Wednesday, July 27, 2022



Nearly all the sports practised nowadays are competitive. You play to win, and the game has little meaning unless you do your utmost to win . . . At the international level sport is frankly mimic warfare. But the significant thing is not the behaviour of the players but the attitude of the spectators: and, behind the spectators of the nations who work themselves into furies over these absurd contests and seriously believe—at any rate for short periods—that running, jumping and kicking a bill are tests of national virtue. George Orwell

Around the world, nationalism is on the march and the battle cry is “Independence.” What many people forget is that newly won sovereignty will be the freedom to administer capitalism. The joys of becoming an independent country are, by and large, illusory for the mass of the peoples of the “liberated” countries and not worth the effort and sacrifice so often involved in achieving it. This is what the Socialist Party has been saying throughout its history. Of course, this attitude brings us no popularity.

The workers to-day has nothing to fight for. The interests of the masters are not their interests. National prestige is not their prestige. What workers have to realise clearly is that the interests of their fellow workers in other lands are nearer to theirs than are those of the masters in their own country. The bonds which bind worker with worker, irrespective of nationality, are those of class solidarity. The truth is that the very essence of socialism is internationalism. 

When asked why we do not support struggles for Independence by fellow workers in other parts of the world, we point out that, at best, they will simply be exchanging one lot of masters for another. They may win or be allowed a little more freedom within the system but while it remains they must depend on the capitalists — state or private — for their subsistence. For workers, independence is merely a change of rulers. Nationalism is a ruse to lure workers into supporting the rights of the business class to make profits at their expense. Nevertheless, our rejection of nationalist delusions ought never to show insensitivity to the valid concerns of oppressed people. Moreover. it strengthens the appeal of socialism to show that in contrast to the imposed uniformity and centralisation of commodity production we aim for a way of life which, of its nature, fosters cultural freedom and diversity.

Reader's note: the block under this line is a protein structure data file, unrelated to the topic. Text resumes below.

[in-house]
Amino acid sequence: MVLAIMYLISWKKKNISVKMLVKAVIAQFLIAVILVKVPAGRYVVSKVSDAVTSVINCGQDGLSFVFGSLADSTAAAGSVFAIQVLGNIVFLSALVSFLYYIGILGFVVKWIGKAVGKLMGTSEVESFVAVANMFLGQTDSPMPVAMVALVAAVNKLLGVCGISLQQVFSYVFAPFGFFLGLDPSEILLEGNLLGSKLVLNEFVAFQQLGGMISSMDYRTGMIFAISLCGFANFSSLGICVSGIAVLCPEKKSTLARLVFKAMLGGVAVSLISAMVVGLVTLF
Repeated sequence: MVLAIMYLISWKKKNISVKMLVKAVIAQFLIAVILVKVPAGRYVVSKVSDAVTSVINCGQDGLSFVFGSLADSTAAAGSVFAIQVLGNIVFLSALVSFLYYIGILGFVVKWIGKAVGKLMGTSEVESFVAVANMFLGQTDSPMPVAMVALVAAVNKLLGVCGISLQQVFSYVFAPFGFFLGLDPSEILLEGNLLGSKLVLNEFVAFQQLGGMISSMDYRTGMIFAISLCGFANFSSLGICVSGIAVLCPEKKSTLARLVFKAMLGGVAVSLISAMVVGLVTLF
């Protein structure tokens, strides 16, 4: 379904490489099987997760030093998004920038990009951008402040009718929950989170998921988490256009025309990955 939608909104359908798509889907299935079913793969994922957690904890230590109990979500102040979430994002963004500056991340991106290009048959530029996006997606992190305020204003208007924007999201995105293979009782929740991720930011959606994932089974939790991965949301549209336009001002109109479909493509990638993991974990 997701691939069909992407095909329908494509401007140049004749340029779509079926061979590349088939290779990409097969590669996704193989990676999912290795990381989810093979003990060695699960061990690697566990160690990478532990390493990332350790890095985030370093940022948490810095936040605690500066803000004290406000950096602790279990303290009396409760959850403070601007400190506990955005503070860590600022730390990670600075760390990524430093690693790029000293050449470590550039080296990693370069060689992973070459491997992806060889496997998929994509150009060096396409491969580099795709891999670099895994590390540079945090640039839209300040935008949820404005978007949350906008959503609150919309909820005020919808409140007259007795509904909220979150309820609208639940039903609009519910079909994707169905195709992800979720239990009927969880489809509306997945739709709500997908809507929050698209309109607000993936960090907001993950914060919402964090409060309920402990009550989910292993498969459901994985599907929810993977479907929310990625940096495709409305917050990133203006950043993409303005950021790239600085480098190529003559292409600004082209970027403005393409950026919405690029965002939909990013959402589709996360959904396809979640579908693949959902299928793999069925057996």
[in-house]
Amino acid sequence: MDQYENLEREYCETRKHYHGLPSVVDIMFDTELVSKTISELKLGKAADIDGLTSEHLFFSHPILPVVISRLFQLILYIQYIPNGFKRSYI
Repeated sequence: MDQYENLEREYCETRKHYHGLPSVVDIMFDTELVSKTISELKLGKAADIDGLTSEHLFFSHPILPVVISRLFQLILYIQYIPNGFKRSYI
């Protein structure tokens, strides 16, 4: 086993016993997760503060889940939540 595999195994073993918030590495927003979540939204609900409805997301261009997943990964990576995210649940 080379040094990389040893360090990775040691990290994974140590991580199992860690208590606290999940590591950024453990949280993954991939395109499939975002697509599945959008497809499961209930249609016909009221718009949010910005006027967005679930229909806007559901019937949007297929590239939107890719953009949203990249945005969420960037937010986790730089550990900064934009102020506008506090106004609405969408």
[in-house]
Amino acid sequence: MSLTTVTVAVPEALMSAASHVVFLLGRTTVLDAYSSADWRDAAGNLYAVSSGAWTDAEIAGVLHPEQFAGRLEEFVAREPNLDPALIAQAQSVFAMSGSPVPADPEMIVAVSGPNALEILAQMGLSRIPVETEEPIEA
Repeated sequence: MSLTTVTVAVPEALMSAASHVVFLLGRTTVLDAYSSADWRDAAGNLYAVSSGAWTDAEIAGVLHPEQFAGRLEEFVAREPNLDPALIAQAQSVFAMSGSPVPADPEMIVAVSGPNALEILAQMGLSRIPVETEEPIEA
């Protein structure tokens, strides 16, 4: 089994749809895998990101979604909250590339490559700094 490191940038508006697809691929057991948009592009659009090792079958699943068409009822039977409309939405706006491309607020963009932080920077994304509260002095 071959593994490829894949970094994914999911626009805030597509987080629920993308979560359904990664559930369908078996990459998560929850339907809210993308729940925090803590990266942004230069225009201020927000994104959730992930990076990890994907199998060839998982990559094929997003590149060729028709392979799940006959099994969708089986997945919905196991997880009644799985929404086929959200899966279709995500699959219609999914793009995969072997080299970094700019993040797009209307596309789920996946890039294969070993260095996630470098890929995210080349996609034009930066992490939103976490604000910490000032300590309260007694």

Most  people are more worried about the necessities of life: putting food on the table, a roof over their head, and other ultimately far more important considerations, than the name of the state they happen to live in. Different languages, skin tones, sexes, and customs pale next to the economic differences in a single country or ethnic grouping. The working class will never be served by nationalism or its bed-mate, racism. The only way out is to establish Socialism, which will organise the world so that everyone, whatever their sex or colour of skin, has free access to the world's wealth and stands equal to the rest of humanity. Independence solved none of the problems resulting from exploitation.  Independent governments are wedded to the same set of priorities and subject to the same constraints as any other capitalist government. Poverty in the midst of a potential for plenty remains a running sore, exploitation and massive disparities of wealth continue to exist, wars with neighbours claim the lives of those with no class interest in the outcome, environmental degradation continues virtually unabated. That is the lesson for workers to learn all over the world.

The Socialist Party calls for the end of exploitation and an end to the domination of the privileged few over the majority, not for its replacement by another, more local elite. We view our fellow-workers as the revolutionary force that could overthrow the tyranny of the capitalist system, freeing people and breaking their chains of wage-slavery, if only they can halt the virus of nationalism from spreading. Socialism needs to be placed at the heart of a new approach to living, locally, regionally, and globally. It is a unifying sharing principle that will encourage cooperation, which, unlike nationalism, brings people together and builds social harmony. Ours will be free unions of free people in free associations.  Democracy for socialists isn’t just the ballot, but the participatory democracy, revocable—delegated—social and economic democracy based on a world co-operative commonwealth. The message of socialism is world wide however. It reaches across the artificial national boundaries erected by politics. 

No comments: